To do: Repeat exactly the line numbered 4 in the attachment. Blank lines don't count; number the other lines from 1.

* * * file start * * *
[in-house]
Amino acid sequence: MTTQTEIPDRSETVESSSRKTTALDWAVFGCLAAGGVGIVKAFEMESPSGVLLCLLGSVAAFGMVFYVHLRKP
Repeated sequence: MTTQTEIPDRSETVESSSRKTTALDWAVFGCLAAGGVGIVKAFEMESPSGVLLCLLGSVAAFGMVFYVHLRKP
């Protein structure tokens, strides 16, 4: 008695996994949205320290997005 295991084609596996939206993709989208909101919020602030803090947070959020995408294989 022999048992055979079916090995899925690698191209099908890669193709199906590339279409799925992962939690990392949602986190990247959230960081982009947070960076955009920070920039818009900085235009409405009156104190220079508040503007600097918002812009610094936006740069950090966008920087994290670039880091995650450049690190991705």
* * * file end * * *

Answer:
């Protein structure tokens, strides 16, 4: 008695996994949205320290997005 295991084609596996939206993709989208909101919020602030803090947070959020995408294989 022999048992055979079916090995899925690698191209099908890669193709199906590339279409799925992962939690990392949602986190990247959230960081982009947070960076955009920070920039818009900085235009409405009156104190220079508040503007600097918002812009610094936006740069950090966008920087994290670039880091995650450049690190991705």